* "Owner-occupier" here means an owner who occupies his property as his sole residence.

The URA will conduct independent valuation for properties in each and every redevelopment project to ensure objectivity. The valuation should reflect the market value of the properties at the time.

The URA used to appoint two valuation consultant firms for advice on HPA assessments. Although the practice was effective, the URA thinks that the new method of appointing seven consultant firms for valuations provides a more broad-based, objective and credible valuation of the HPA.

The URA always attaches significance to the views of the community and strives to solicit their support for urban renewal. We also want to engage into a negotiation with affected owners on a pragmatic basis.

Eligible and qualified valuation consultant firms interested in providing valuation assessments for the URA are invited to take part in an open and fixed price tendering system, during which seven valuation consultants are selected by ballots administered by independent third parties.

The highest and lowest valuations will be discarded. The remaining five will be averaged. Names of the seven valuation consultants and their valuation data will be made public.

The URA believes that the new assessment system can enjoy confidence of the affected owners. They may think it pointless to employ their own surveyors, thus speeding up the whole acquisition process.

The URA acquires properties in the redevelopment area through private negotiation and appoints two valuation consultant firms to assess the market value of the related properties to be acquired.

Calculation of the market value of a property is based on the saleable area. The definition of saleable area is based on the Code of Measuring Practice (CMP) issued by the Hong Kong Institute of Surveyors (HKIS) in March 1999.

According to the CMP, the saleable area of a unit comprises the floor area exclusively allocated to that unit including balconies and other similar features but excluding common areas such as staircases, lift shafts, lobbies and communal toilets. It shall be the area contained within the enclosing walls of the unit measured up to the exterior face of an external wall or the centre line of a separating wall between adjoining units, as the case may be. Enclosing walls separating a unit from a lightwell, a lift shaft or any similar vertical shaft, or a common area, shall be deemed an external wall and its full thickness shall be included. All internal partitions and columns within the unit shall be included.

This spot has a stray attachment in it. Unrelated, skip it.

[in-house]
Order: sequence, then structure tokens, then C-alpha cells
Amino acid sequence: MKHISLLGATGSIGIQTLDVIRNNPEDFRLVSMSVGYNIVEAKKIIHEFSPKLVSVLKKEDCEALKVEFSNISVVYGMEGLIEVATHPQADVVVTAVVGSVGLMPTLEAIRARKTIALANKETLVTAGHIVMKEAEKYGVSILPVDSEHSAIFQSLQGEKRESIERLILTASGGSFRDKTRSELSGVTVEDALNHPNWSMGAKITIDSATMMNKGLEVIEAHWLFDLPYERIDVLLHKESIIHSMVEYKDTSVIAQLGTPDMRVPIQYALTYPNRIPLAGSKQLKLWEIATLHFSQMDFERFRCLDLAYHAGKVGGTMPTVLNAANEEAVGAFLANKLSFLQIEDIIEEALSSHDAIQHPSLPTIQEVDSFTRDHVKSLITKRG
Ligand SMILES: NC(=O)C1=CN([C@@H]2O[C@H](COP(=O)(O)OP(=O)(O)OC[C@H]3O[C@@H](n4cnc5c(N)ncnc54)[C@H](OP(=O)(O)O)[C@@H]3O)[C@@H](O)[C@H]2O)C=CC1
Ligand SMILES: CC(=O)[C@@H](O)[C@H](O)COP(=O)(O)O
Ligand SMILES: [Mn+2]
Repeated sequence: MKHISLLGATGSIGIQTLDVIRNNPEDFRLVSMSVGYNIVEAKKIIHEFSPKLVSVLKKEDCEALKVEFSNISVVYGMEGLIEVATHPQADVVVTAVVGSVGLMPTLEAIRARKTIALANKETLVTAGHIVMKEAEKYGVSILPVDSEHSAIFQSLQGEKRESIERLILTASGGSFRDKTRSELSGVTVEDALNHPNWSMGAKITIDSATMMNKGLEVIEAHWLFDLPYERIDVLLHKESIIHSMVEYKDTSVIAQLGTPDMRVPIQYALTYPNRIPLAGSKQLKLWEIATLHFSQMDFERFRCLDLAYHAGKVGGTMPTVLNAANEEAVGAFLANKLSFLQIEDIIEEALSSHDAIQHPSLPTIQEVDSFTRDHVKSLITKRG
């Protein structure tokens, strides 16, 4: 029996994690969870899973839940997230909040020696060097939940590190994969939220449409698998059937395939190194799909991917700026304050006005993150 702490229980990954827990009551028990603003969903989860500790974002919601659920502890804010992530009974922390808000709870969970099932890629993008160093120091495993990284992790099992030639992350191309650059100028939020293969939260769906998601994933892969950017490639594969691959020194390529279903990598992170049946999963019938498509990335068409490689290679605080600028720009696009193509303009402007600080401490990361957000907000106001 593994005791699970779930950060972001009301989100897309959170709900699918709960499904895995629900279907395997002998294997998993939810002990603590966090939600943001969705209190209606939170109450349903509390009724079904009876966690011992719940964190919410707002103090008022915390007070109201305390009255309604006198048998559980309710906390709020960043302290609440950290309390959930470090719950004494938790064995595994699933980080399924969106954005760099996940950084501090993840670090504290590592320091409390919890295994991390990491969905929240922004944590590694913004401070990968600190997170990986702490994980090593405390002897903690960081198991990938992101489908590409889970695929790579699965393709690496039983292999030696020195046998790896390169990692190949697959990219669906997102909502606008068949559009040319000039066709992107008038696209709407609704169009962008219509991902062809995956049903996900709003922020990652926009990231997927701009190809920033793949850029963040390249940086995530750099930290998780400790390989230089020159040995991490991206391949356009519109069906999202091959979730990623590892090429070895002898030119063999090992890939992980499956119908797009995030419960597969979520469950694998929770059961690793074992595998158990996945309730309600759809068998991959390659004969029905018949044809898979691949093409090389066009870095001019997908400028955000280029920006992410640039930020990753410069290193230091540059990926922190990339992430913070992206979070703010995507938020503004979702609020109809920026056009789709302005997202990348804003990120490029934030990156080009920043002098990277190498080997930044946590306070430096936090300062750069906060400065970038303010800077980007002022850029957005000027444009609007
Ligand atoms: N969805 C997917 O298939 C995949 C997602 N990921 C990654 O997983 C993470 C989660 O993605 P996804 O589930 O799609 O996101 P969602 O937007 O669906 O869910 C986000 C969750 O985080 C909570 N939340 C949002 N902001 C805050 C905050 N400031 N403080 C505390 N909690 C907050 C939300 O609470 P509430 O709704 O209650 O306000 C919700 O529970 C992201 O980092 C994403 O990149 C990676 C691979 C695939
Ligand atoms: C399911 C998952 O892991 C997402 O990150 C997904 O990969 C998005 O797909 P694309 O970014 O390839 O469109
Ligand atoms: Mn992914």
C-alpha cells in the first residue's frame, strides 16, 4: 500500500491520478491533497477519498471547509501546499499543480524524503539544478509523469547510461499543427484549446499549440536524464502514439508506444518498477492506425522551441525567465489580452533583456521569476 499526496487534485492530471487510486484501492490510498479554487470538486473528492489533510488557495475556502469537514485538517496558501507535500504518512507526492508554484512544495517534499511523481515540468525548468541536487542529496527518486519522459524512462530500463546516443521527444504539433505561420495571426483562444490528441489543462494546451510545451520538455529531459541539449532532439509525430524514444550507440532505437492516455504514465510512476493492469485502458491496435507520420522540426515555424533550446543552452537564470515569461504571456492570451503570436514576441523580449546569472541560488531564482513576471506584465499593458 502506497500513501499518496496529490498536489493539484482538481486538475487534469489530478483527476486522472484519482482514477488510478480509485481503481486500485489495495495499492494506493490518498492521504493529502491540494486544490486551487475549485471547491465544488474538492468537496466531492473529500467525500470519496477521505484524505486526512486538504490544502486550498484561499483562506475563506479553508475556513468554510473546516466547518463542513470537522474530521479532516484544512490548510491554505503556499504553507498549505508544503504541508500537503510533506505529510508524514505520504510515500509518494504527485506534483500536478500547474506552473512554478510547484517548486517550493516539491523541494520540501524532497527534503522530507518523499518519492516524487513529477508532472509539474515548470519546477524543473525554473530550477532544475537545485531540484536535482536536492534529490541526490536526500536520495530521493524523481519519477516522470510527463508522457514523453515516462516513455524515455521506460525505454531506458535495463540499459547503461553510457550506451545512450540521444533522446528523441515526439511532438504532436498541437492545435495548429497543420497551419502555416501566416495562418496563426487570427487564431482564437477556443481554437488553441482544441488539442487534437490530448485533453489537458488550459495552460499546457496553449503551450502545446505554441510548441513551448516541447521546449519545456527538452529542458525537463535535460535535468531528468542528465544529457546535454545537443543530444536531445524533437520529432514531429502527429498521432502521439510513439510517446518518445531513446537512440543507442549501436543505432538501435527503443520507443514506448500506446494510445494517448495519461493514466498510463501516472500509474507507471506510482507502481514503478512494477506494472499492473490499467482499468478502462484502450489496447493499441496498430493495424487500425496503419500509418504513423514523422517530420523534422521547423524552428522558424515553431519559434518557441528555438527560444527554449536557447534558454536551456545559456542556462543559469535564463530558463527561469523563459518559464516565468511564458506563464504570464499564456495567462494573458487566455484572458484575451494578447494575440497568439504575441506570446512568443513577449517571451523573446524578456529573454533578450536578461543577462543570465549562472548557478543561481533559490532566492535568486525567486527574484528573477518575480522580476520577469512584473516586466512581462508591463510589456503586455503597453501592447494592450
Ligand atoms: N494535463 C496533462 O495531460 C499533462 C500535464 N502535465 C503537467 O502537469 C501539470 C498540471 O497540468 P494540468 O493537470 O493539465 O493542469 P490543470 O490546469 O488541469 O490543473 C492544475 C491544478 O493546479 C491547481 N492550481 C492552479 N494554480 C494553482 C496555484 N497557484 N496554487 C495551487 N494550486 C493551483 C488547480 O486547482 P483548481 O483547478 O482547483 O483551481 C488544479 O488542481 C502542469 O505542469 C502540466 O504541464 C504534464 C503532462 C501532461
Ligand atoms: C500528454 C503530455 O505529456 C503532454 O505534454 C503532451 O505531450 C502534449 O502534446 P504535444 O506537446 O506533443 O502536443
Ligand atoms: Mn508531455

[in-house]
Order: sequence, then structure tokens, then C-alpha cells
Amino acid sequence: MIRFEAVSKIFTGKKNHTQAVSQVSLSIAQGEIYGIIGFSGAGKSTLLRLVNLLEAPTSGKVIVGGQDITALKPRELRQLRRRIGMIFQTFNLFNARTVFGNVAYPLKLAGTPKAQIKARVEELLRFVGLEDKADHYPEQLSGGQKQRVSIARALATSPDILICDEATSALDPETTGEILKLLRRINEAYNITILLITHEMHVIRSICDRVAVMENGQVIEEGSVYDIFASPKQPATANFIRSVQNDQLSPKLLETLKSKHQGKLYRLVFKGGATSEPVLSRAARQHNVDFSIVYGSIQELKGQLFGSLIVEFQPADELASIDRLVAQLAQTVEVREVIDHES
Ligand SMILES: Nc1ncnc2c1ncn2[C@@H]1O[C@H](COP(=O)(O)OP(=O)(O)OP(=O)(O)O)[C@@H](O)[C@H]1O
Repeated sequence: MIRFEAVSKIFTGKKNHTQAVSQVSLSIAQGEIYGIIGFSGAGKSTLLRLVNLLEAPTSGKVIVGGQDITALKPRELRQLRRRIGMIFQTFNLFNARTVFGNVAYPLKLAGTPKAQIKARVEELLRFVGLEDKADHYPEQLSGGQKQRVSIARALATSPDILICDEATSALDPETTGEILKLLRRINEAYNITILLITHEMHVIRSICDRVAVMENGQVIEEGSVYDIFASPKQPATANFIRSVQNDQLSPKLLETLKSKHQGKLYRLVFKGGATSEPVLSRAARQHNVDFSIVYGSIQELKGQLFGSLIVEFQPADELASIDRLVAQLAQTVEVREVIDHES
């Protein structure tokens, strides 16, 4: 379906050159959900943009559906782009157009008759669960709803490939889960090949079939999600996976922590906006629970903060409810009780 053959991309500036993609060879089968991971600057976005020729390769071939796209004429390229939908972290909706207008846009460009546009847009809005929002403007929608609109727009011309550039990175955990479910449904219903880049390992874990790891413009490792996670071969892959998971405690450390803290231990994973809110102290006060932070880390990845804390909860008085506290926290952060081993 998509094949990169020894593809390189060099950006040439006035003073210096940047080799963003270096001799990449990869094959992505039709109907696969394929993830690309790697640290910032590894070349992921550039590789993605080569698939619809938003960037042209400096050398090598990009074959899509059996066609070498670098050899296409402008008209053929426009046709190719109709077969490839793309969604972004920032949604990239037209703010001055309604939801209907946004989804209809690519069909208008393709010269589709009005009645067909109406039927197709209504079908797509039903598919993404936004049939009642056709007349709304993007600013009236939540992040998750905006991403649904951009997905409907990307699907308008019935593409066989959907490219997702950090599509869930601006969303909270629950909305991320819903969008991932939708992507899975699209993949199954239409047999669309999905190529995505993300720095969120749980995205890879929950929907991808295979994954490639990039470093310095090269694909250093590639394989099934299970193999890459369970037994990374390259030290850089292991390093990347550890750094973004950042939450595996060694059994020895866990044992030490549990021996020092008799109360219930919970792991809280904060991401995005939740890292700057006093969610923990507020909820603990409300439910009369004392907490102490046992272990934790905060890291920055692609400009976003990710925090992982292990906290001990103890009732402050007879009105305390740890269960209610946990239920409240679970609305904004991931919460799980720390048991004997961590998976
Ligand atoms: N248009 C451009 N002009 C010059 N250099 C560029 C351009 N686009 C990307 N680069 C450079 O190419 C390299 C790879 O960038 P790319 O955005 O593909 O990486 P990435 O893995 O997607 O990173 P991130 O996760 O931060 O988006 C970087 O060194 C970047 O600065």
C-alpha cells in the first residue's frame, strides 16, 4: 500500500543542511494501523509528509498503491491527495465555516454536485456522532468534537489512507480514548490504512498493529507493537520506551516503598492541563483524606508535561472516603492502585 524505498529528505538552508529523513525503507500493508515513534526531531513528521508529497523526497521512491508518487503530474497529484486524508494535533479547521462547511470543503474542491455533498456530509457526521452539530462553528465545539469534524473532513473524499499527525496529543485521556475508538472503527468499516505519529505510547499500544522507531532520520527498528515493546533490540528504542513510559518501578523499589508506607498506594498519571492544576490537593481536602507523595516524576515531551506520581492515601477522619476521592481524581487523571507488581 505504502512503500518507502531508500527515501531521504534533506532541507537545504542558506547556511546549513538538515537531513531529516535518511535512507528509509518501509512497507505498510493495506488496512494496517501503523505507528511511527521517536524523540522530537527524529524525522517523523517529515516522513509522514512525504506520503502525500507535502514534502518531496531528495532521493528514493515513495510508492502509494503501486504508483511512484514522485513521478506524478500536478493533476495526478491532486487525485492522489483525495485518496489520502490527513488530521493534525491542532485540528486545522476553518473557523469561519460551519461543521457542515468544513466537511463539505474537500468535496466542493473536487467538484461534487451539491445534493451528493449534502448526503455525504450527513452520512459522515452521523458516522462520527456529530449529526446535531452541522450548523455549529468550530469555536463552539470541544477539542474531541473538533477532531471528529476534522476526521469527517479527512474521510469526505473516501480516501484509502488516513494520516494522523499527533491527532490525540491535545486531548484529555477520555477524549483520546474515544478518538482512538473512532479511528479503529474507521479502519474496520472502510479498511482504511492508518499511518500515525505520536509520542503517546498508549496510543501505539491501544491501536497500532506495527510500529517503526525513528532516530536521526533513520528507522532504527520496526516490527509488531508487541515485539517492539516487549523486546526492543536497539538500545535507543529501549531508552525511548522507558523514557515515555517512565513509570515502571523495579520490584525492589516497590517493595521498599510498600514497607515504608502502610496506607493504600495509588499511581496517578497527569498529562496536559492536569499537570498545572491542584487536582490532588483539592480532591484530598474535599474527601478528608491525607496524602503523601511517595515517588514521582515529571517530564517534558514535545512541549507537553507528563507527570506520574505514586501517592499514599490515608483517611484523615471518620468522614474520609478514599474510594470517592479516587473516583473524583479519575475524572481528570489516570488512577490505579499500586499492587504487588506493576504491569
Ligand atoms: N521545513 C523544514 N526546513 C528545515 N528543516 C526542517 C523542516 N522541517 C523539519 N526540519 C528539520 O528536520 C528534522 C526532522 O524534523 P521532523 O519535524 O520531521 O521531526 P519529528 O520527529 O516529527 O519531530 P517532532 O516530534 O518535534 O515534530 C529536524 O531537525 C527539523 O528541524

Saleable area describes the ownership and occupation of the premises in relation to the building structure. As such it also reflects to a certain extent the rights and liabilities appurtenant to the premises.

An owner who partially occupies his flat and lets out part of it will be paid the market price (subject to existing tenancy) of the property, the full HPA for the area he occupies and the SA at 75% of the full HPA for the tenanted area.

HPA is the difference between the market value (valued on vacant possession basis) of the property being acquired and the cost of a 7-year old domestic flat on vacant basis of similar size in a similar locality.

For example, assuming the market value of a domestic flat on vacant possession basis is HK$800,000 and the cost of a replacement flat of 7 years old and similar size in a similar locality is HK$2,000,000, full HPA is HK$1,200,000.

If an owner of the above domestic flat who occupies half of the flat and leases out the other half, this owner will get the market value of this flat (valued on vacant possession basis), which is HK$800,000 and 100% HPA of the owner-occupied portion, which is HK$600,000 and SA at 75% of HPA of the tenanted portion, which is HK$450,000. In total, this owner will receive an acquisition offer of HK$1,850,000.

In order to encourage owners to sell their properties to the URA, an incidental cost allowance will be offered to owners of domestic properties to assist payment of removal expenses and expenditure relating to the purchase of a replacement property. The amount shall be determined and announced as and when a project is launched.

Owners' rental and job income will not affect the URA's acquisition offer.